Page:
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Dan's Insights and Inspirations for Empowered Leadership

How to SEEM More Confident

Ask anyone to name some indispensable qualities of leadership, nine times out of ten, you'll hear this word: confidence. For better or worse, confidence is often the "it" factor that marks average people as potential leaders.

Like Zora Hurston said, "Those that don't got it, can't show it. Those that got it, can't hide it." From the ball field to the board room, if you have authentic confidence, you stand out in a crowd. In times of chaos and uncertainty (times like THIS year), people with confidence are often handed the opportunity to lead. Because, let's admit it, we all like our leaders to be steady and sure of themselves, free from self-doubt. 

But what if you have the responsibility of leadership, but you don't have the authentic confidence needed to lead? How can you gain the confidence to match the moment?

How to Fake It

Well, one option is to fake it. There are certainly tricks you can use to seem more confident for a moment. Make your voice an octave deeper (that really works), stand with your shoulders straighter, or speak with more authority. Those things work for a second, but it wears off fast. The people you lead will eventually see through that. And honestly, they deserve better from you. 

So, how do you seem confident longer than a moment? Here's the answer. Be more authentic. 

That’s not a evasive answer. That's the real answer. 

How to be Authentically Confident

In my book, Authentic Leadership, I describe how leaders learn to be authentically confident by building the right foundation.

Authenticity is rooted in naturally acquired confidence. It comes from the belief that you have enough, and you are good enough.

Good enough to meet the challenge in front of you. 

Good enough to figure it out. 

Good enough to connect with others. 

Good enough to reveal your real thoughts and your true self to others. 

That kind of natural confidence only develops after you’ve wrestled self-doubt to the ground. It comes after you’ve endured challenges without quitting or compromising. It comes after you’ve evaluated your weaknesses with clear eyes and learned how to succeed in spite of them. It comes after you've created a foundation of knowledge and experience. 

But it’s more than that. People with authentic confidence have a different foundation. They know their identity, and it is not tethered to what others think. While they might enjoy the praise of others and look forward to achieving their goals, their self-worth isn’t determined by any of those things.

Their life, their work, is based on something much greater. 

As someone who has found tremendous strength from my faith, I’ve recognized the value of placing my identity in something deeper than external accomplishments or the applause of a crowd. As a Christian I fundamentally believe that, whether I succeed or fail, God still loves me, and I find my ultimate identity in my relationship with Christ. And that gives me the foundation, the authentic confidence to attempt anything. 

Tale of Two Builders

One of my favorite things about Jesus is that he told a lot of stories. Sometimes it seems like that’s all he did. One of his best-known stories is about two home builders, and it’s also about creating authentic confidence. Like most of Jesus’ stories, there are a few interpretations. This version is my favorite.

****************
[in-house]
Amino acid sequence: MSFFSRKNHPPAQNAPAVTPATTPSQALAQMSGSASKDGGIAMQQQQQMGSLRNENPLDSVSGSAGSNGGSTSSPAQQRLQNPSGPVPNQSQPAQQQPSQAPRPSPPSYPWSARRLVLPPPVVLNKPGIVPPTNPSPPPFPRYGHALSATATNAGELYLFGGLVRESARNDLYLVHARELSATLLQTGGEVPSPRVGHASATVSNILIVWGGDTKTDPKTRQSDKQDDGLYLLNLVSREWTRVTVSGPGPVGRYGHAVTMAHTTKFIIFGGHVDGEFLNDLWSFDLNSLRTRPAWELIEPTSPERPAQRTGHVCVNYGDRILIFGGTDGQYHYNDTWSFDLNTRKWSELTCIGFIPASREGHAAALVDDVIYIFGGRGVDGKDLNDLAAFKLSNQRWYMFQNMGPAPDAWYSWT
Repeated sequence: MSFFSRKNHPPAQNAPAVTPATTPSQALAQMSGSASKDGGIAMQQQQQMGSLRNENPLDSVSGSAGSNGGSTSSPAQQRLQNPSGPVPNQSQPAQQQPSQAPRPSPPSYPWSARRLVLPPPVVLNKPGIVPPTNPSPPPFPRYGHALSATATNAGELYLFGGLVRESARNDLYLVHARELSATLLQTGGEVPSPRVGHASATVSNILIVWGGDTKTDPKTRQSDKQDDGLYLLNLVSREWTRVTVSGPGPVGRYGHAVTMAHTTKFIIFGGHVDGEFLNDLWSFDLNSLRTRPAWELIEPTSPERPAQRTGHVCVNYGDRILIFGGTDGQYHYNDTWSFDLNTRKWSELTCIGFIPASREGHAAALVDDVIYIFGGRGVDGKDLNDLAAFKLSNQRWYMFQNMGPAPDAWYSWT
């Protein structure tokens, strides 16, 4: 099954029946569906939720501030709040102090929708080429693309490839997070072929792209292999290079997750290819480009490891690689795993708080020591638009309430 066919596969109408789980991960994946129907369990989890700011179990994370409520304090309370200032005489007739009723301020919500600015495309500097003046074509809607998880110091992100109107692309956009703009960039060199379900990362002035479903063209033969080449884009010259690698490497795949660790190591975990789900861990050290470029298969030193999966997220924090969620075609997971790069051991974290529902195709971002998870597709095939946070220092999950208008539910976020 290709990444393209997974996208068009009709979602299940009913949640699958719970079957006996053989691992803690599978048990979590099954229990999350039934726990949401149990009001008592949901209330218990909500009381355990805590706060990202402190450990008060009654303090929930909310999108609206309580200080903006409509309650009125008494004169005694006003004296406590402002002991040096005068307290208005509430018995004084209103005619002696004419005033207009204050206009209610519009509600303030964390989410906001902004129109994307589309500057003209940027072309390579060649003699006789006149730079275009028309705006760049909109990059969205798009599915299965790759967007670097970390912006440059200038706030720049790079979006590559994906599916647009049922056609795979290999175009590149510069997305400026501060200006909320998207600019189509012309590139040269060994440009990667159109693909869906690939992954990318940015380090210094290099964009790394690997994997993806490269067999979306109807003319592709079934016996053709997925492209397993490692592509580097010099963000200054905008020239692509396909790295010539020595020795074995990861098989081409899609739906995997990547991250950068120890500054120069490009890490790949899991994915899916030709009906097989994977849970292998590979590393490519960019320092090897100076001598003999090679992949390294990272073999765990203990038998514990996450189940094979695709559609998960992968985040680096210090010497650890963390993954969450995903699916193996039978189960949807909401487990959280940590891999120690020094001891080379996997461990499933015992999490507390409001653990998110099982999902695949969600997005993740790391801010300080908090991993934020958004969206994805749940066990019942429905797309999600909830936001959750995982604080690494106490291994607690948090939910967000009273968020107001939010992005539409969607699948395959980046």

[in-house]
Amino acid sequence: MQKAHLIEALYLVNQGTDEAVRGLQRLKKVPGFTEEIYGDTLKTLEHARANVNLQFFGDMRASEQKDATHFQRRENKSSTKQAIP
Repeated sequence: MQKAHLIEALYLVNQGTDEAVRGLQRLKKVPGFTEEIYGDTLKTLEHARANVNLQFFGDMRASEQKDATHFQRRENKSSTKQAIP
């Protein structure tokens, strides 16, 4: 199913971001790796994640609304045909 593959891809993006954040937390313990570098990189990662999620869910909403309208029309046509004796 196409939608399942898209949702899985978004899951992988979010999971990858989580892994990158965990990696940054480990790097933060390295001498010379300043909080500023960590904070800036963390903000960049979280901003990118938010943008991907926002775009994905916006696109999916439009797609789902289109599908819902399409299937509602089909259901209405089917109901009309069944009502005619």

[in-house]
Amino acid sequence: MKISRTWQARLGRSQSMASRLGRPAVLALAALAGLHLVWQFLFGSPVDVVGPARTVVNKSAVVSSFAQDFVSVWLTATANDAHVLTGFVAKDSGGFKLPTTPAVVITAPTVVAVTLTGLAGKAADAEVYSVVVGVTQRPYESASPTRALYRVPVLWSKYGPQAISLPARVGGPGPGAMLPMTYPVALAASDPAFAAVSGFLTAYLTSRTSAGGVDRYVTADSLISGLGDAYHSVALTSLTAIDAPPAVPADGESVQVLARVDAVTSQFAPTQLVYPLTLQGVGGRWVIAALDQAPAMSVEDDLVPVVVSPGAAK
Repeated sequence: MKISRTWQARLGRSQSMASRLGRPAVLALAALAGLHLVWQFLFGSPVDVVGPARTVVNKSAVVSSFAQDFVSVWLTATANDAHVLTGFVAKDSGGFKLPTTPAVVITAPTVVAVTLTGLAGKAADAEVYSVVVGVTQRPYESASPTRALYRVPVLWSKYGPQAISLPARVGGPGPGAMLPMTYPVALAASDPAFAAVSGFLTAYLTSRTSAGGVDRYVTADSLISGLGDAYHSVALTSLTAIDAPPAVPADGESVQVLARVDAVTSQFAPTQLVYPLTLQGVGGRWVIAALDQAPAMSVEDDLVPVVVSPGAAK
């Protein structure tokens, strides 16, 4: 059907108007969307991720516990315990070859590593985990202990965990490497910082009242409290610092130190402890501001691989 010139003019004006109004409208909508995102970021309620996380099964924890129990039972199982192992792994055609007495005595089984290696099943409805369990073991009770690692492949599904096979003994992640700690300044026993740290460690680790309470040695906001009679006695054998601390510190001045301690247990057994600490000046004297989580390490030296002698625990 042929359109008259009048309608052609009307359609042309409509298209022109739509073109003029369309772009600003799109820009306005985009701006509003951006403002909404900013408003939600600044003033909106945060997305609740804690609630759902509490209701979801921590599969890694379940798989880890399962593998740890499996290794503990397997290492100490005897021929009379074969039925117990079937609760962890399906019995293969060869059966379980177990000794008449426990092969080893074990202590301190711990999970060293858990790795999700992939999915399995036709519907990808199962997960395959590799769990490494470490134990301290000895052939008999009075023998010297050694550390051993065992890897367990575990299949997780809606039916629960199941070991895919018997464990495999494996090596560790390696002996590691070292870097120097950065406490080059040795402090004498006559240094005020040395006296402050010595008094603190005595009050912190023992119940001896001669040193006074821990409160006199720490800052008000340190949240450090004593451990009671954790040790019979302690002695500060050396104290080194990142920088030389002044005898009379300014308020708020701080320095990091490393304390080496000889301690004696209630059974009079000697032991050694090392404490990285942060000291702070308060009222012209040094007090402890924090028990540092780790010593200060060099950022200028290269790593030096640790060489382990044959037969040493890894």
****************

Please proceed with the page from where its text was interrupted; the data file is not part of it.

The first builder begins the process of building the house by carefully looking for a strong foundation. He looks and finds solid rock, but it’s buried deep underneath a thick layer of sand. It’s going to take much more time and extra work to dig through the sand to get to the rock. Even then, he’ll still need to dig into the rock to begin construction. But this builder has some foresight. He decides the effort is worth it and starts digging. 

The second builder also begins by identifying the best spot for the home. He finds a spot, close to the first builder, that also has a thick layer of sandy topsoil. But he’s not convinced that he needs to dig a foundation as deep as his neighbor. He digs a foundation into the sand, but stops when he hits the rock.

Both homes are finished and, being in the same neighborhood, they both look incredible at street level. Both builders feel confident that they’ve done their best, and feel proud of what they’ve built. 

Years later, a massive storm hits the neighborhood. In the torrential downpour, rivers rise, the wind howls, and both homes take a beating. When the storm passes, one home is conspicuously untouched. The first builder emerges from his house and looks around at his neighborhood. Immediately he’s thankful that he made the extra effort to build the four corners of his house deep into the rock below. His house stood strong in the storm. But his neighbor’s home, with a shallow foundation, completely collapsed. 

That’s the nature of authentic confidence. It’s knowing that your foundation runs deeper than people understand. It’s knowing your most difficult seasons, your divorce, your diagnosis, your bankruptcy or your years of unemployment have given you the gift of resilience. It’s knowing you certainly didn’t enjoy the season of challenge, but you’re now enjoying the confidence that comes after it. It’s the feeling that, though storms may come and the rain may fall, you will not be knocked down. 

There aren't any shortcuts to authentic confidence. It takes some lumps and hard work to build resilience and inner steadiness. But it's worth it. Because authentic confidence is like living in a neighborhood full of houses built on sand, knowing yours is built on bedrock.